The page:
Strategy #1: Maintain your technical infrastructure When these sites were attacked by Anonymous, the companies found themselves unable to respond to the millions of simultaneous requests generated by the DDoS attack programs. Any company whose online visibility is critical should have a contingency plan against these types of attacks, including the possibility of the portal to go into secure mode with a text displayed to inform users about the unavailability, and the availability of a team of specialists who are able to react and reconfigure servers and firewalls. Also, look out for “defacement”, as nothing is worse for your reputation than having your homepage hijacked and most often vandalised. Correctly configured spyware protection software should allow you to detect all suspicious activity, switch over to contingency mode when needed and alert the technical teams.

Strategy #2: Pay attention to social networks Monitor what is being said about you. Monitoring and engagement companies will be able to identify the networks that are relevant to your industry, and put you in contact with influential participants of these social networks, helping you to maintain good relationships. Monitoring social networks will also allow you to understand better what your clients and the wider general public think of you, and to act in the event that this perception is negative. It is vital that you can react quickly should you notice a developing crisis. Through monitoring, you can quickly identify rumors being spread about your company, or conversations that may be fostering negative sentiment on platforms such as Facebook or Twitter. Imagine a campaign of mass disparagement: how would you get your point across on these networks? You need to ask yourself this question before a crisis happens, consider your options and put appropriate teams in place.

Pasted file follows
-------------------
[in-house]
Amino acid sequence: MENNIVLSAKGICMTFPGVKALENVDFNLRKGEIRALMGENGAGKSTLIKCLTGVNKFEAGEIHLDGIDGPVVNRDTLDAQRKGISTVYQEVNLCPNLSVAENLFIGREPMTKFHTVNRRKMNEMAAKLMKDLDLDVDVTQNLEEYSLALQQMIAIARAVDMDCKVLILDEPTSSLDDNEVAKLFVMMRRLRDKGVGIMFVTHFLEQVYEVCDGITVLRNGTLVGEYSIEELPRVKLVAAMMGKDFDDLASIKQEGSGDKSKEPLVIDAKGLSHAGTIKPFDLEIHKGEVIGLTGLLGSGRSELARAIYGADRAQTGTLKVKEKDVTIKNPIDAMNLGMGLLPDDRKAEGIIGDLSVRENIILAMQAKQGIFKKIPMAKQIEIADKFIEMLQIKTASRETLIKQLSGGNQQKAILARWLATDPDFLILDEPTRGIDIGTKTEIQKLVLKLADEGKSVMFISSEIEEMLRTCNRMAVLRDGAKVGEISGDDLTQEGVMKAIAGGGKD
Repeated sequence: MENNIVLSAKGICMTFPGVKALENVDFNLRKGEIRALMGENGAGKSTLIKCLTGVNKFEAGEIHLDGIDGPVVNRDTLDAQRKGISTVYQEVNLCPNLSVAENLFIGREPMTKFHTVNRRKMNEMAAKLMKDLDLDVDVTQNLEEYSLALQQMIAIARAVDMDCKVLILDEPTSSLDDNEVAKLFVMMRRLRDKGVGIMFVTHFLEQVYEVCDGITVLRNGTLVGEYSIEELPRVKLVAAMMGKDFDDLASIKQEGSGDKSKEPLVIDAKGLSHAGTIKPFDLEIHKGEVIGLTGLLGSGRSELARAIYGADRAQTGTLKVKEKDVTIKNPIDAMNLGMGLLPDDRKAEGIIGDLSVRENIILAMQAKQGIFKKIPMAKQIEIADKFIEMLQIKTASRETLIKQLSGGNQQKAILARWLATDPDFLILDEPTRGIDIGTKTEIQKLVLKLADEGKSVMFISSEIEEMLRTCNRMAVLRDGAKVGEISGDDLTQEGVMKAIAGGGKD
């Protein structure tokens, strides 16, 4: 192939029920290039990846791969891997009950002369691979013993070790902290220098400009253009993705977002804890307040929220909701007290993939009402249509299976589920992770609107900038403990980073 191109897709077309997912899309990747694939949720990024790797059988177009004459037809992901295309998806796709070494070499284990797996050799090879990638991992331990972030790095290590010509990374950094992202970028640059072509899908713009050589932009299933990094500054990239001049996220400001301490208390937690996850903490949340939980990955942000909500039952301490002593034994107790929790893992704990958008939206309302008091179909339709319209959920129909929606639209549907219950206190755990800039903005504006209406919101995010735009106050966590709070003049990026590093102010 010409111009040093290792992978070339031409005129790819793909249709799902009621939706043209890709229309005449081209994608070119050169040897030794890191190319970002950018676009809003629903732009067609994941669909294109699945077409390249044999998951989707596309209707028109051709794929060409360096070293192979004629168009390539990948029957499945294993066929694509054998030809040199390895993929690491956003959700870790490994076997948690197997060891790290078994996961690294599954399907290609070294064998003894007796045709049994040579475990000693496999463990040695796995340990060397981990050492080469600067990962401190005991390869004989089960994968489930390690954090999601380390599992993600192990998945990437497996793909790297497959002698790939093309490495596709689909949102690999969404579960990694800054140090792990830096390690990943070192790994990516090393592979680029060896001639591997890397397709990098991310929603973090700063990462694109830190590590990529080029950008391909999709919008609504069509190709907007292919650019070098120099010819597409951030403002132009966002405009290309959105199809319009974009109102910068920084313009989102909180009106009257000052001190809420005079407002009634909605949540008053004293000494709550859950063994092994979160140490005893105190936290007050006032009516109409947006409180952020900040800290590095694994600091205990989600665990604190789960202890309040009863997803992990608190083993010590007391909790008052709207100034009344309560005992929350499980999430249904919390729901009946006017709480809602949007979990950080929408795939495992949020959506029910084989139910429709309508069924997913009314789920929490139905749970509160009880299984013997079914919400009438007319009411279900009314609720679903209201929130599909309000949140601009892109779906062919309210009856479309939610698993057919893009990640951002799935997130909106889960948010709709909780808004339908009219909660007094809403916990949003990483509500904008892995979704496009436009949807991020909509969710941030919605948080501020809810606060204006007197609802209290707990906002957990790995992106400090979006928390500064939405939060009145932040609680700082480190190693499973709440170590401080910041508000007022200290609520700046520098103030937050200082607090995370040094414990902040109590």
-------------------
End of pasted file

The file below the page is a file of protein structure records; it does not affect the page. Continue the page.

Strategy #3: Monitor domain names Keep an eye on domain names that could be associated with your company, your brand or your services. Large-scale defamatory attacks should be expected here. And, worse still, the use of your name in the context of phishing (online fraud) is very much conceivable. Could someone using the domain and adopting your logo and your colors defraud your clients?